Children ask so many questions and some of them are tough to answer. Still, parents or guardians should listen and engage. Allot time to listen and filter their questions. After that, you should try explaining in a way that the child can understand. Put an effort into answering questions that focus on the child’s learning. Communicating also improves the relationship between a parent or guardian and child. .
Avoid saying “no” or “because I said so”
Discipline is different from being dismissive. Replying “no” or “because I said so” can cause the child to feel discouraged and confused. This hinders their curiosity and decreases their motivation to learn. Instead, empathize and give them reassurance. Most importantly, encourage them to ask questions.
Ask the child to answer the question/s
Sometimes try hearing about their thoughts or opinions. Ask the child what he or she thinks is the answer to the question. This encourages them to think and be confident
Admit it when you don’t know the answer
Of course, there are questions that even an adult can’t answer. It’s okay to mention that you don’t know the answer. It teaches them that being honest about not knowing is acceptable.
Find answers together
After admitting that you don’t know the solution to your child’s question, join them in finding the answer. Turn it into an activity between you as a parent or guardian and the child. Help them realize there are many other ways to find answers.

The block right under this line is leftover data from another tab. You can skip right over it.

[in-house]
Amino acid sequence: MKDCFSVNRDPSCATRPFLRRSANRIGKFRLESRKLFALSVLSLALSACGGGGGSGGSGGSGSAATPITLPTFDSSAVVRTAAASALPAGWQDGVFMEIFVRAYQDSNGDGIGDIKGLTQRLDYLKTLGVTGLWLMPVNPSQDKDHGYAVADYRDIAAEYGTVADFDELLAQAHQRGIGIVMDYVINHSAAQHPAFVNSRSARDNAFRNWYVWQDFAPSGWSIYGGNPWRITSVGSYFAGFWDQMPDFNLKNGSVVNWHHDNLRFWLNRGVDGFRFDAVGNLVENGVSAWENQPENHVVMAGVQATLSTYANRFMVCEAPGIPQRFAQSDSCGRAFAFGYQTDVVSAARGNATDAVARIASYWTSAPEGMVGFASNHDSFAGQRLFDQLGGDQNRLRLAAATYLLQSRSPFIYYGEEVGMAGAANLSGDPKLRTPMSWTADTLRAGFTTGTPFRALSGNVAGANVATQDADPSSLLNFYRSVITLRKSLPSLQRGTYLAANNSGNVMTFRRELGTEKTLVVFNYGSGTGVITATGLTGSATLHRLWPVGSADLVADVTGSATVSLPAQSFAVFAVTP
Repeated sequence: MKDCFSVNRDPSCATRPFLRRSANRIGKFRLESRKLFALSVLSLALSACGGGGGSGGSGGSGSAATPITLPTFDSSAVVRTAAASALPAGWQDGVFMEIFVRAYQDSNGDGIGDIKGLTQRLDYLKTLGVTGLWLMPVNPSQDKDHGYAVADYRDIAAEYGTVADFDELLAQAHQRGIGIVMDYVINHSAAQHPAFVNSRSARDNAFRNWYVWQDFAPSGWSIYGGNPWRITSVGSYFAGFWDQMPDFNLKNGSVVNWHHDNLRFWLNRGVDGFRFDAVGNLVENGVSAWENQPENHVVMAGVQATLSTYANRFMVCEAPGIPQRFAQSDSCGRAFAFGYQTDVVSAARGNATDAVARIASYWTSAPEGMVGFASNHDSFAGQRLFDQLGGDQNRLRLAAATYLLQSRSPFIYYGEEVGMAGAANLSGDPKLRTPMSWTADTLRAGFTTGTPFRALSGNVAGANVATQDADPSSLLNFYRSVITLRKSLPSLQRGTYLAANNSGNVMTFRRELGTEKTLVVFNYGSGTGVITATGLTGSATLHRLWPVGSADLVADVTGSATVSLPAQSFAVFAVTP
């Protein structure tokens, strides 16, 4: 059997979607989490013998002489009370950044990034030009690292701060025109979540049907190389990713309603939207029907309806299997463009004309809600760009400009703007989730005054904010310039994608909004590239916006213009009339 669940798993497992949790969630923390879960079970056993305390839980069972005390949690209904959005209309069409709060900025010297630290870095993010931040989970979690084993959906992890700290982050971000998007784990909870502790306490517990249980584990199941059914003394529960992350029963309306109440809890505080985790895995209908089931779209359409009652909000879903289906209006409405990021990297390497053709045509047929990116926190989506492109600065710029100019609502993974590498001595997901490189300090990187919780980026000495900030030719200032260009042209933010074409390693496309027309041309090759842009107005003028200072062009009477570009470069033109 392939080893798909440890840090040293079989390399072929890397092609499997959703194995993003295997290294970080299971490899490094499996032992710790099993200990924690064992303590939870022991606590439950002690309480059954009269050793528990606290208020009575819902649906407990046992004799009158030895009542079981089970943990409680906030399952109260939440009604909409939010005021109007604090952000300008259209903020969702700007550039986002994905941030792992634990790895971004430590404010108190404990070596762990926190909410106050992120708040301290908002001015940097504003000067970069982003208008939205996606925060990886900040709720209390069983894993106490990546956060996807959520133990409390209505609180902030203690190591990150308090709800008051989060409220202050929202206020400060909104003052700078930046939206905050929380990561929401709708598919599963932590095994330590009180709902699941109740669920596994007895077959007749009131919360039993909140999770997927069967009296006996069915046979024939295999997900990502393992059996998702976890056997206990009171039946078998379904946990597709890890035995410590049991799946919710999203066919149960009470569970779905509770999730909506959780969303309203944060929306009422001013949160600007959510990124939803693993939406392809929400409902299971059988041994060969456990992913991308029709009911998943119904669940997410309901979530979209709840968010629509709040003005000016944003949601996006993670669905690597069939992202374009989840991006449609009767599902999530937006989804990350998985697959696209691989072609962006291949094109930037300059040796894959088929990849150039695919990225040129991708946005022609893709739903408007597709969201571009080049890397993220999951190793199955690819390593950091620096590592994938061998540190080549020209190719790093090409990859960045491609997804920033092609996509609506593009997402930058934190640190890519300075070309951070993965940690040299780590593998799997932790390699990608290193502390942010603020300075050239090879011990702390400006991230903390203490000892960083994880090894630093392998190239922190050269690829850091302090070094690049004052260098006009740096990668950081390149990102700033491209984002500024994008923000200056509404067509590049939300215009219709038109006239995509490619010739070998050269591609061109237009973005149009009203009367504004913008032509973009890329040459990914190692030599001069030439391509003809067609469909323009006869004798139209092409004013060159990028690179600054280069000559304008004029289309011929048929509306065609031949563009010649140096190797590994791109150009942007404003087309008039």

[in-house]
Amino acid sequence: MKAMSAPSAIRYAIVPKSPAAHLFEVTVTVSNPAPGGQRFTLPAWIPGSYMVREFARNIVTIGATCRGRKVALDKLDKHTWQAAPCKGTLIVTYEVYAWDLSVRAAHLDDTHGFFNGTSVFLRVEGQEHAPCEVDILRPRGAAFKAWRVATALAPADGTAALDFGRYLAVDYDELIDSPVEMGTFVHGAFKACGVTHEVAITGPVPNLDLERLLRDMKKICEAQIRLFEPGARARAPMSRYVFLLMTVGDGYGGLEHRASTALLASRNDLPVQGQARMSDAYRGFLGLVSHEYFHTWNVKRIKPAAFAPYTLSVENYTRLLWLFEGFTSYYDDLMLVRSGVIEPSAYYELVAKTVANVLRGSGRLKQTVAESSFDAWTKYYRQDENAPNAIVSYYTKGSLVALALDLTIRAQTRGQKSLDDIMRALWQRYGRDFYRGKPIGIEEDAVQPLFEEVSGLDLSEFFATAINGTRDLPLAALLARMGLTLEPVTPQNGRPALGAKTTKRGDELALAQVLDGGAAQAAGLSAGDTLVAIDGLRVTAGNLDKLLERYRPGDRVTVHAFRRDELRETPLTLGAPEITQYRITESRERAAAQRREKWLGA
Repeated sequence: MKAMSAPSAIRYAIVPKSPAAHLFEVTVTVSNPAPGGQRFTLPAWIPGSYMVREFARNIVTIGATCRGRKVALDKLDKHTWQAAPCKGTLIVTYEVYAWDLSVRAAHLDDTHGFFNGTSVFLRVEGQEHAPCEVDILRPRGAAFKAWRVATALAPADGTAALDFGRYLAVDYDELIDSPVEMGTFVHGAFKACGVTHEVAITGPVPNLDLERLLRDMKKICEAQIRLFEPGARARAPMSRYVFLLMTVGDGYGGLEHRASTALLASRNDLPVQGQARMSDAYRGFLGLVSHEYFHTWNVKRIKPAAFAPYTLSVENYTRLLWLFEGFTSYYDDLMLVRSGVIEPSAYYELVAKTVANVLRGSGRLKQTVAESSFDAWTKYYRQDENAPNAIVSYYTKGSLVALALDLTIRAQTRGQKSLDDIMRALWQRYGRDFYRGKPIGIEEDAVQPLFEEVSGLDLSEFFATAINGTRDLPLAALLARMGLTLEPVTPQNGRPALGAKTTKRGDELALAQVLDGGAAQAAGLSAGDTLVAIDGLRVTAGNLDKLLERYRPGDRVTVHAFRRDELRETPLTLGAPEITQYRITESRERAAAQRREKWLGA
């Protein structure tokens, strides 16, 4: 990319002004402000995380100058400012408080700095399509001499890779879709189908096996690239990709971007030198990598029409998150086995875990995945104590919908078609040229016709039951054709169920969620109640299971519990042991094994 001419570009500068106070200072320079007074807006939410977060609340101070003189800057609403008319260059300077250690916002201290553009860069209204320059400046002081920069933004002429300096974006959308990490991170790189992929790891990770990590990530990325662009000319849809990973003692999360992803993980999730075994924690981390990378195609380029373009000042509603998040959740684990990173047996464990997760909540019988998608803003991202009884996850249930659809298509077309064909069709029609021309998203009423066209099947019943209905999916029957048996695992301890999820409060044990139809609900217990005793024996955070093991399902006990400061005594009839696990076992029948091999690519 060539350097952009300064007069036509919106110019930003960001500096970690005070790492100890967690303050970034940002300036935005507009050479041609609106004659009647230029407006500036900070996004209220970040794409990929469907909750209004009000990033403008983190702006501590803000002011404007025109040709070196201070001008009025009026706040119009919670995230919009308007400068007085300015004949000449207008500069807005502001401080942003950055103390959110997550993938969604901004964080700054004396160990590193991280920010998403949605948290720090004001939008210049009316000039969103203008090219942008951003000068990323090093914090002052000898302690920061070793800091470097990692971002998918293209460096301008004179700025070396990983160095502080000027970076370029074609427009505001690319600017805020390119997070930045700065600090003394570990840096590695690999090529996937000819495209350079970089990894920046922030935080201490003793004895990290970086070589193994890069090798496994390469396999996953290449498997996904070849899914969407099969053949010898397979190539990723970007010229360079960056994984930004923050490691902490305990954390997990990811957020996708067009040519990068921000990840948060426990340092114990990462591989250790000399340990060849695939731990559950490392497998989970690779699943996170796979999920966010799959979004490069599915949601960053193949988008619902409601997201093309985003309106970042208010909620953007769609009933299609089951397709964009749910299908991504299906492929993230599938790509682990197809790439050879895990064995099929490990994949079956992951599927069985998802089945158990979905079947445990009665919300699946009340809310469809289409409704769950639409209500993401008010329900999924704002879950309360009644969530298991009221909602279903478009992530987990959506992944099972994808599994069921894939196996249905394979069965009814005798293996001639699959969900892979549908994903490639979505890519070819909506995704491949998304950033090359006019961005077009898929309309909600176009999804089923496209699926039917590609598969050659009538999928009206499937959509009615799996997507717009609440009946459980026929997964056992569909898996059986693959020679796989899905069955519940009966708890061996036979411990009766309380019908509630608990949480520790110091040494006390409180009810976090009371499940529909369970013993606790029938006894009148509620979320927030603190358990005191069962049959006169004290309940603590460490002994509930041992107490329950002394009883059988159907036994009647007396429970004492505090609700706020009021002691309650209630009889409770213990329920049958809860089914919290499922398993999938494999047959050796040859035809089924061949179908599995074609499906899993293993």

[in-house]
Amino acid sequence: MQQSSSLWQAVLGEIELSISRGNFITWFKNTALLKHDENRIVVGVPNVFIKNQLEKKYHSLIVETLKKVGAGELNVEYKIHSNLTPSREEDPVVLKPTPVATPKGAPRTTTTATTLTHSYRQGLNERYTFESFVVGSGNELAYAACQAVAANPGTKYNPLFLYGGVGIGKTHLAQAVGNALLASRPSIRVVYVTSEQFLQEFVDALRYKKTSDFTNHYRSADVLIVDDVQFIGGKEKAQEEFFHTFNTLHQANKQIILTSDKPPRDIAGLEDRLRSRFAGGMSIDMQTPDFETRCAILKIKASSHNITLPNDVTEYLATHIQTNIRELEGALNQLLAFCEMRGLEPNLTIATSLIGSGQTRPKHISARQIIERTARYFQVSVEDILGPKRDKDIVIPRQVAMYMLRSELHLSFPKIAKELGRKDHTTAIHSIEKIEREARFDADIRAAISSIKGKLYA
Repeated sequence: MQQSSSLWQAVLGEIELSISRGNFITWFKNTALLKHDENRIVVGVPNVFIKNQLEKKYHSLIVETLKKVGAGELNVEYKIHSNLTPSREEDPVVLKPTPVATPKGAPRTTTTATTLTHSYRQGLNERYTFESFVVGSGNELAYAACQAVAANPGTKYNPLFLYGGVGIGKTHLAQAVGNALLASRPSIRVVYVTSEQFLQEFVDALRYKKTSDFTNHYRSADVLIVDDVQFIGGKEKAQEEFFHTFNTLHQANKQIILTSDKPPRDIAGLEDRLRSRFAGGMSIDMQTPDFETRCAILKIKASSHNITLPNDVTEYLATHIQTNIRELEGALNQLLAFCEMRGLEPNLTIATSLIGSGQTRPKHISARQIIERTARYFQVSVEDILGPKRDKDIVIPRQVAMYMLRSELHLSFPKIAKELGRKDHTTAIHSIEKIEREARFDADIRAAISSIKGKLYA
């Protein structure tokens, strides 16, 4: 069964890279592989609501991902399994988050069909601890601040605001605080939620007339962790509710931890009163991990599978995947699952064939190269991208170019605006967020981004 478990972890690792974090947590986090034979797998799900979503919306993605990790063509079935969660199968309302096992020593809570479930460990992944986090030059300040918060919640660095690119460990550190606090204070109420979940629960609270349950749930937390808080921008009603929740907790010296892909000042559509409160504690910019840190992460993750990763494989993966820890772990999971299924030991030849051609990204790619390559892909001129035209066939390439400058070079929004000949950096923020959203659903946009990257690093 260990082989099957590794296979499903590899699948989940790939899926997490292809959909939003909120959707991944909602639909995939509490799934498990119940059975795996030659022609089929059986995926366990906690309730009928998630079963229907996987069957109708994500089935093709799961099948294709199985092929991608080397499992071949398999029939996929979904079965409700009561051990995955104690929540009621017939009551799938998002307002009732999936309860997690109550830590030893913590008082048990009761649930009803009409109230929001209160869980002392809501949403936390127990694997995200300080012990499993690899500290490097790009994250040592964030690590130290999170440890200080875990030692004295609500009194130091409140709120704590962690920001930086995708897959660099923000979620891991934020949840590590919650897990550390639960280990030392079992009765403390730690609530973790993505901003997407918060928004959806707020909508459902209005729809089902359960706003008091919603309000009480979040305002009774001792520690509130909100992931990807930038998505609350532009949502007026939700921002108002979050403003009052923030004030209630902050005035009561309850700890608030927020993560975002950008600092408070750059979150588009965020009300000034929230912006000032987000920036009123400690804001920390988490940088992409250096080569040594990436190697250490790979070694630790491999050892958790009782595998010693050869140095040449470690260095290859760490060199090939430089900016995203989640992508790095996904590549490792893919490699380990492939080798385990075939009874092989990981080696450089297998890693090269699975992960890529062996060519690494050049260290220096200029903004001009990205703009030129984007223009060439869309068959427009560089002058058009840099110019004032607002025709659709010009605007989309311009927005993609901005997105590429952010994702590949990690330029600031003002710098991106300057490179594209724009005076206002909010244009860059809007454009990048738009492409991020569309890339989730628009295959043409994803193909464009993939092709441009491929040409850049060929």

Talk about related topics or subjects
One way to respond when you don’t have an answer is to ask or tell them about something that is related to the question. This may spark their interest in various topics.
Manage your emotions
Being bombarded with many questions can be exhausting. But instead of scolding your child, be patient. Calmly talk to them and explain why you can’t answer their questions. Whether it’s because you are busy or preoccupied, your child deserves an explanation.
How to encourage a child to ask substantial questions
Some questions have straightforward answers. What, when, and who questions from a child are easy to resolve. From a child’s perspective, these queries might also be easier to understand.
Questions such as why and how are different. This can be more complex and will need the child to have a broader understanding. These types of questions are more meaningful since it develops their cognitive skills.
Listed below are tips to encourage a child to ask meaningful questions.
Ask them questions
A young child will ask queries centered on who, what, where, and when. The level or type of questions improves as they grow and develop. You can influence them by asking them why (and how) questions. This can also exercise their critical thinking abilities.
Use their favorite books or learning materials
A way to make them ask better questions are through their favorite books, shows, or toys. Ask them questions that are connected to the story or objects that they like. Some example questions include: